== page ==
Western calligraphy
Western Calligraphy is the art of writing. A contemporary definition of calligraphic practice is "the art of giving form to signs in an expressive, harmonious and skillful manner." The story of writing is one of aesthetic development framed within the technical skills, transmission speed and...

 or for a good beginner's guide.
Additionally, abbreviation varied across Europe, in Nordic texts for instance two runes were used in text written in the Latin alphabet, which are ᚠ for (cattle/goods) and ᛘ for maðr (man).
He divides abbreviations into 6 overlapping categories:
  • by suspension (Italian: troncamento)
  • by contraction (Italian: contrazione)
  • with independent meaning (Italian: con significato proprio)
  • with relative meaning (Italian: con significato relativo)
  • by nested letters (Italian: per lettere sovraposte)
  • by convention (Italian: segni convenzionali)

Suspension


These are terms where only the first part is written, whilst the last part is substituted by a mark, which can be of two types:
  • general, indicating there has been an abbreviation but not how. These marks are placed above or across the ascender
    Ascender
    In typography, an ascender is the portion of a minuscule letter in a Latin-derived alphabet that extends above the mean line of a font. That is, the part of a lower-case letter that is taller than the font's x-height....

     of the letters


the last three of this series are knot-like and are used in papal or regal documents
  • specific, indicate that a truncation has occurred


The third case is a stylistic alternative found in several fonts, here Andron ( Unicode chart extended D).
Examples:

The largest class of these are single letters standing for a word starting with that letter.
A dot at the baseline following a capital letter may stand for a title if used in front of names, a persons name in mediaeval legal documents or other. However not all sigla use the beginning of the word. Here are some exceptions
Often for two or more, the sigla is doubled (FF.=fratres). Often trippled sigla stand for three (DDD = domini tres).
Letters which are lying on their side or mirrored often indicate female titles, however, a mirrored C stands generally for con or contra (the latter sometimes with a macron above).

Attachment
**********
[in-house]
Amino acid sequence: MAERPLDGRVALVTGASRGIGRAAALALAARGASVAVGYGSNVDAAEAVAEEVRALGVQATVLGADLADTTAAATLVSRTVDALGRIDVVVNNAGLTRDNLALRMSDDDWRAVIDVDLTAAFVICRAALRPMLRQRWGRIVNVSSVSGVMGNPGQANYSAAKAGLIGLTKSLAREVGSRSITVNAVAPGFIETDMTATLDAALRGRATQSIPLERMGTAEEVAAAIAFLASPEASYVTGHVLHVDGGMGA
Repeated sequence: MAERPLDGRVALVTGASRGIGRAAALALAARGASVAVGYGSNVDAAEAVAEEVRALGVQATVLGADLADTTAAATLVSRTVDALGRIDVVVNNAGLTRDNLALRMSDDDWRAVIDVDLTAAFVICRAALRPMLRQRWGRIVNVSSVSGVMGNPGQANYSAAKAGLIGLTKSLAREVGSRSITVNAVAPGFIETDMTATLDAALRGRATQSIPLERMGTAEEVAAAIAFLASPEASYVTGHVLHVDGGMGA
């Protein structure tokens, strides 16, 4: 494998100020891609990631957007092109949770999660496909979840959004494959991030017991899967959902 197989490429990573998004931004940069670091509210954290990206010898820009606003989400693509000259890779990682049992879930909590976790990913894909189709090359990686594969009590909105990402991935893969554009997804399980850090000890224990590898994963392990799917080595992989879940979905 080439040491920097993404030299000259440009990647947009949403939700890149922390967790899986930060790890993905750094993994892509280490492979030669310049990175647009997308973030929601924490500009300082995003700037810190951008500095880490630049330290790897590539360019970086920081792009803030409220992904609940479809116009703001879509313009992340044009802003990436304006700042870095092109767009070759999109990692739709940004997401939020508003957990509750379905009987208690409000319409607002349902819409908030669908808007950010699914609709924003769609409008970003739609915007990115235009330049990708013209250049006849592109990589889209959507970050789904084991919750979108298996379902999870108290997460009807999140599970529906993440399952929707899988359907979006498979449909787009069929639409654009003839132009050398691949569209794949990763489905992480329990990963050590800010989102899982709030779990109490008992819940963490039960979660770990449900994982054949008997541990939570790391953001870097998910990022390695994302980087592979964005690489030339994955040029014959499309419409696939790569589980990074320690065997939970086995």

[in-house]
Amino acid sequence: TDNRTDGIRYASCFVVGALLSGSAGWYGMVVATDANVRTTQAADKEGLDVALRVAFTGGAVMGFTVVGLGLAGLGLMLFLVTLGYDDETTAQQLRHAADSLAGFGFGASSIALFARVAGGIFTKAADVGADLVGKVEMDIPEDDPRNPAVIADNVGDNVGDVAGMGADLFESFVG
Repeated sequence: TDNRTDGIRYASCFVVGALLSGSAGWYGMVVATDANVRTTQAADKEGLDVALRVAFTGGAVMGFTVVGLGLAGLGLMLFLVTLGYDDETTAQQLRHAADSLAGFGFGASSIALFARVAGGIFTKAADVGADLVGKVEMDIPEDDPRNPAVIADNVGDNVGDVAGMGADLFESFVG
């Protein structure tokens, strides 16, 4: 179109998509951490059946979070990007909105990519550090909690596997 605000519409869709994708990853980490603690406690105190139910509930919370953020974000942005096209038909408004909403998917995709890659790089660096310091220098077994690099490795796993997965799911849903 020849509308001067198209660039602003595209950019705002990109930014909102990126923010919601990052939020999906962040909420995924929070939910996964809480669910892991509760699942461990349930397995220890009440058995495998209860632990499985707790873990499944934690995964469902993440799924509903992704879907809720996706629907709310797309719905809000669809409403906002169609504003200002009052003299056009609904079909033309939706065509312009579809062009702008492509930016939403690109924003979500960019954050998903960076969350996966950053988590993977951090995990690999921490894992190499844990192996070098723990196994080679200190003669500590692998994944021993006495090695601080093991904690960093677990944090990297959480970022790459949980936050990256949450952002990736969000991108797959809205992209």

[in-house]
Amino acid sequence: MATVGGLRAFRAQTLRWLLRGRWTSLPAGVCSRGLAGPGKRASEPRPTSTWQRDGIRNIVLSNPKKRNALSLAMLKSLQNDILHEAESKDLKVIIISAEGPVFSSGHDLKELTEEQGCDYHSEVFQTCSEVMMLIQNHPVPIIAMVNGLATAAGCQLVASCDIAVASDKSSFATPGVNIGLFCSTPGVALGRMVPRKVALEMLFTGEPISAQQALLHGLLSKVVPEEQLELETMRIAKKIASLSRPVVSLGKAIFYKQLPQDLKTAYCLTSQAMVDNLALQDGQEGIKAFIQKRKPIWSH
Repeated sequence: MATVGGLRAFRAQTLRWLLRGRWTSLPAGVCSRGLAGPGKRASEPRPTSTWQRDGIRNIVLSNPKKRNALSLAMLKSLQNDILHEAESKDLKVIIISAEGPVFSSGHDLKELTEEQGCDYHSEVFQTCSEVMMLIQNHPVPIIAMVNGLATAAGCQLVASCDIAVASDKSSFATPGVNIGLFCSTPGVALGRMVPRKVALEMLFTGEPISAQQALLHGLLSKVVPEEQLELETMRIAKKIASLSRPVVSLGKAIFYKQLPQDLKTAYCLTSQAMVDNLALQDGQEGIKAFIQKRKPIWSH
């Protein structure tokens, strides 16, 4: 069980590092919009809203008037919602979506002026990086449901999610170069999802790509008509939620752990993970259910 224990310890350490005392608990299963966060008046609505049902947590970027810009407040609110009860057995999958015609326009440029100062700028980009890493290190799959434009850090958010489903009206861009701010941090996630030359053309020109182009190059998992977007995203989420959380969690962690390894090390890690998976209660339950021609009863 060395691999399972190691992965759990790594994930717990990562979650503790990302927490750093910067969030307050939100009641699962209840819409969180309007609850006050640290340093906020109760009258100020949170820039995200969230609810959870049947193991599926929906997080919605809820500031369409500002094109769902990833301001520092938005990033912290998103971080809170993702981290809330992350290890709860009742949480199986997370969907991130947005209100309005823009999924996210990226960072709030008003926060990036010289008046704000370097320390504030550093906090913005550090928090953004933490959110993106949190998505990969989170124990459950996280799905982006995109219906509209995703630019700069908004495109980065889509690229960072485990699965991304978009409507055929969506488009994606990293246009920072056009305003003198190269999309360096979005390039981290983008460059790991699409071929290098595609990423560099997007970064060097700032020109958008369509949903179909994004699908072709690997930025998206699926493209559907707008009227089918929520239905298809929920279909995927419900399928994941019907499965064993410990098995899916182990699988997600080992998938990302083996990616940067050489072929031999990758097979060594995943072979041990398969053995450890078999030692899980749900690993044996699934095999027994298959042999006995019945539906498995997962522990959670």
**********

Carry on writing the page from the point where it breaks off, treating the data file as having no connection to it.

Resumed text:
To avoid confusion with abbreviations and numerals the latter are often written with a bar above, however in some contexts numbers with a line above indicate that number times a thousand whilst others several abbreviations have a line above, such as XP (Greek letters chi+rho) correctly = Christus or IHS =Jesus, the latter two for a special case of abbreviations known as nomina sacra
Nomina sacra
Nomina sacra means "sacred names" in Latin, and can be used to refer to traditions of abbreviated writing of several frequently occurring divine names or titles in early Greek language Holy Scripture...

.
From the 8-9th century, single letters sigla were less common and longer less ambiguous ones were used with bars above.

Contraction


Abbreviations by contractions have one or more middle letters omitted and were often represented with a general mark of abbreviation (above) such as a line above. These can be divided in pure or mixed:
  1. pure contractions keep only the first (one or more) and last (one or more) letters but not letters in between. A special case of these is when they keep only the first and last letter resulting in a 2 letter sigla.
  2. mixed keep one or more intermediate letters

Marks with independent meaning


These marks inform the reader of the identity of the missing part of the word independently of its meaning. Some of these are:
  1. The straight or curved macron above a letter means that a nasal consonant
    Nasal consonant
    A nasal consonant is a type of consonant produced with a lowered velum in the mouth, allowing air to escape freely through the nose. Examples of nasal consonants in English are and , in words such as nose and mouth.- Definition :...

     is missing either an "n" or an "m". However in Visigoth texts before the 9th century a dot is placed above the line to indicate "m", without a dot meaning "n", the line with dot later became the general mark after the 9th century in Visigoth texts. A remnant of this can be seen in Spanish where an n with a tilde (ñ
    Ñ
    Ñ is a letter of the modern Latin alphabet, formed by an N with a diacritical tilde. It is used in the Spanish alphabet, Galician alphabet, Asturian alphabet, Basque alphabet, Aragonese old alphabet , Filipino alphabet, Chamorro alphabet and the Guarani alphabet, where it represents...

    ) is used for ɲ.
  2. The second mark, which looks like the Arabic numeral "9" or a mirrored "C" in gothic texts, is one of the oldest signs and can be found in the texts of Marcus Valerius Probus
    Marcus Valerius Probus
    Marcus Valerius Probus, of Berytus, was a Roman grammarian and critic, who flourished during the Flavian dynasty.He was a student rather than a teacher, and devoted himself to the criticism and elucidation of the texts of classical authors by means of marginal notes or by signs, after the manner...

     and tironian notes with the same meaning of "con".
  3. The third mark, similar to a fat comma placed after the letter on the median line represented us or os, generally at the end of the word being the Nominative case
    Nominative case
    The nominative case is one of the grammatical cases of a noun or other part of speech, which generally marks the subject of a verb or the predicate noun or predicate adjective, as opposed to its object or other verb arguments...

     affix
    Affix
    An affix is a morpheme that is attached to a word stem to form a new word. Affixes may be derivational, like English -ness and pre-, or inflectional, like English plural -s and past tense -ed. They are bound morphemes by definition; prefixes and suffixes may be separable affixes...

     of the second declension sometimes is or simply s. The apostrophe